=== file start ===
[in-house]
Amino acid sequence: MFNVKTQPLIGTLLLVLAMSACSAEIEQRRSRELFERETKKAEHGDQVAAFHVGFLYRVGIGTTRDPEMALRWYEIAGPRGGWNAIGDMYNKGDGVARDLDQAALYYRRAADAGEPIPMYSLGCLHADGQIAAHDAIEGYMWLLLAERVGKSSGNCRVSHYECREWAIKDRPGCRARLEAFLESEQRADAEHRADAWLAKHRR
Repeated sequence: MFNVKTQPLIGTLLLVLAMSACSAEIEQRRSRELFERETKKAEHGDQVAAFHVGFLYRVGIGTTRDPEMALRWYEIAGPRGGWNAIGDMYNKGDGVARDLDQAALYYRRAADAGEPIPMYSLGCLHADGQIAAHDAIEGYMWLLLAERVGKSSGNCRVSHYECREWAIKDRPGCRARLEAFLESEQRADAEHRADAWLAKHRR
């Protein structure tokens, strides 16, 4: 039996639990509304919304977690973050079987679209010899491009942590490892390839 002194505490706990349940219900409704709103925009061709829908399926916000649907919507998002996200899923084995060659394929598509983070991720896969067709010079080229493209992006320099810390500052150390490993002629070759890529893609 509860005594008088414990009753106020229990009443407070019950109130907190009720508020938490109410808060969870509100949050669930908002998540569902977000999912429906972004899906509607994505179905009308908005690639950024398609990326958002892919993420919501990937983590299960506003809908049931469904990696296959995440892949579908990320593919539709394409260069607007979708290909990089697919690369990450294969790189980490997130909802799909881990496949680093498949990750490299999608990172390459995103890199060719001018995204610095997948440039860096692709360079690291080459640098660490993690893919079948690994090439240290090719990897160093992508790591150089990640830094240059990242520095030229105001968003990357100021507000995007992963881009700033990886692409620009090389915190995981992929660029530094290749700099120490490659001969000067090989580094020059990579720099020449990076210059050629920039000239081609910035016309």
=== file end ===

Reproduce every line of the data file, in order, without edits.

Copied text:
[in-house]
Amino acid sequence: MFNVKTQPLIGTLLLVLAMSACSAEIEQRRSRELFERETKKAEHGDQVAAFHVGFLYRVGIGTTRDPEMALRWYEIAGPRGGWNAIGDMYNKGDGVARDLDQAALYYRRAADAGEPIPMYSLGCLHADGQIAAHDAIEGYMWLLLAERVGKSSGNCRVSHYECREWAIKDRPGCRARLEAFLESEQRADAEHRADAWLAKHRR
Repeated sequence: MFNVKTQPLIGTLLLVLAMSACSAEIEQRRSRELFERETKKAEHGDQVAAFHVGFLYRVGIGTTRDPEMALRWYEIAGPRGGWNAIGDMYNKGDGVARDLDQAALYYRRAADAGEPIPMYSLGCLHADGQIAAHDAIEGYMWLLLAERVGKSSGNCRVSHYECREWAIKDRPGCRARLEAFLESEQRADAEHRADAWLAKHRR
């Protein structure tokens, strides 16, 4: 039996639990509304919304977690973050079987679209010899491009942590490892390839 002194505490706990349940219900409704709103925009061709829908399926916000649907919507998002996200899923084995060659394929598509983070991720896969067709010079080229493209992006320099810390500052150390490993002629070759890529893609 509860005594008088414990009753106020229990009443407070019950109130907190009720508020938490109410808060969870509100949050669930908002998540569902977000999912429906972004899906509607994505179905009308908005690639950024398609990326958002892919993420919501990937983590299960506003809908049931469904990696296959995440892949579908990320593919539709394409260069607007979708290909990089697919690369990450294969790189980490997130909802799909881990496949680093498949990750490299999608990172390459995103890199060719001018995204610095997948440039860096692709360079690291080459640098660490993690893919079948690994090439240290090719990897160093992508790591150089990640830094240059990242520095030229105001968003990357100021507000995007992963881009700033990886692409620009090389915190995981992929660029530094290749700099120490490659001969000067090989580094020059990579720099020449990076210059050629920039000239081609910035016309």